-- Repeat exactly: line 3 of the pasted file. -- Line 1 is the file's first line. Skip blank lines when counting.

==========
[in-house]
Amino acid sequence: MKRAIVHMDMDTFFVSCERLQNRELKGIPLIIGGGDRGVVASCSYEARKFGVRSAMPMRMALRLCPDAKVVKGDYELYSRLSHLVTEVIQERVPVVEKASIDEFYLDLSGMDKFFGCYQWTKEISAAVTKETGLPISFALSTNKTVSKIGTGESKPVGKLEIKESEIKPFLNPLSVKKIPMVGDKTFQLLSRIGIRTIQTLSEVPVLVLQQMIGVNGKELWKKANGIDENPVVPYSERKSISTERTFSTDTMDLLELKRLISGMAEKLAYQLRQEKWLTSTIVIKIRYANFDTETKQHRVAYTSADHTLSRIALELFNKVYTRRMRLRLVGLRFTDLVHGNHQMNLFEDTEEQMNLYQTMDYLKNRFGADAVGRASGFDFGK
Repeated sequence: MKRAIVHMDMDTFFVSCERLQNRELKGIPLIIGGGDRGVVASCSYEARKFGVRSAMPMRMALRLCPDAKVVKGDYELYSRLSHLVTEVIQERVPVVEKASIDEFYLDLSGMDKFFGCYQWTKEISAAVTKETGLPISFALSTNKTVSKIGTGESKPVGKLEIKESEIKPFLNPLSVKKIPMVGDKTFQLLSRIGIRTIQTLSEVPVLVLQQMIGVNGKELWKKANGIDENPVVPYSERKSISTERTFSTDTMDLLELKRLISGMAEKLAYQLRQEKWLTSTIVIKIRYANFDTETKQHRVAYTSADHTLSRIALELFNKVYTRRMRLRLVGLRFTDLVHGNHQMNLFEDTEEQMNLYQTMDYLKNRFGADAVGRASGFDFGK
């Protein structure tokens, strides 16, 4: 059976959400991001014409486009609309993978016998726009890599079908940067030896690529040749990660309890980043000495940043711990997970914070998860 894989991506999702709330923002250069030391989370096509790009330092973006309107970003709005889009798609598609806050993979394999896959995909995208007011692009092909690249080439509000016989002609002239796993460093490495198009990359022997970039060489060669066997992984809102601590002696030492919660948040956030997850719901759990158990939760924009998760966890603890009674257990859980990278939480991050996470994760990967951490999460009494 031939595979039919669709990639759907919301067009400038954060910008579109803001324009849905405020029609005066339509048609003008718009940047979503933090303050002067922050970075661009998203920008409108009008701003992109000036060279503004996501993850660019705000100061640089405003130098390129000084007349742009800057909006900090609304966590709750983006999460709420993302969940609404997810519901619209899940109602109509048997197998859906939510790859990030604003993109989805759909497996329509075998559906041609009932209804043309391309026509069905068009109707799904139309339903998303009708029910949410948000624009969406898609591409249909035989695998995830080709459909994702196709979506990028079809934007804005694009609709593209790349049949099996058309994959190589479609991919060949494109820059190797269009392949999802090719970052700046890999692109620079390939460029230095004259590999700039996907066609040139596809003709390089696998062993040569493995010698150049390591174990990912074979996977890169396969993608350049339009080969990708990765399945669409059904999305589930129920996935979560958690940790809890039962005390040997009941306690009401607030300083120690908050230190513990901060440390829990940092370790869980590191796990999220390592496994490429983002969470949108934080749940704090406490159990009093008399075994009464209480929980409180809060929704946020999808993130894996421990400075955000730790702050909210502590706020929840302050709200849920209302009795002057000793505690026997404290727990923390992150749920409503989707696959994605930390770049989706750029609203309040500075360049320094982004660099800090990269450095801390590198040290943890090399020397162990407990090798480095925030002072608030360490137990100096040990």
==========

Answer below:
Repeated sequence: MKRAIVHMDMDTFFVSCERLQNRELKGIPLIIGGGDRGVVASCSYEARKFGVRSAMPMRMALRLCPDAKVVKGDYELYSRLSHLVTEVIQERVPVVEKASIDEFYLDLSGMDKFFGCYQWTKEISAAVTKETGLPISFALSTNKTVSKIGTGESKPVGKLEIKESEIKPFLNPLSVKKIPMVGDKTFQLLSRIGIRTIQTLSEVPVLVLQQMIGVNGKELWKKANGIDENPVVPYSERKSISTERTFSTDTMDLLELKRLISGMAEKLAYQLRQEKWLTSTIVIKIRYANFDTETKQHRVAYTSADHTLSRIALELFNKVYTRRMRLRLVGLRFTDLVHGNHQMNLFEDTEEQMNLYQTMDYLKNRFGADAVGRASGFDFGK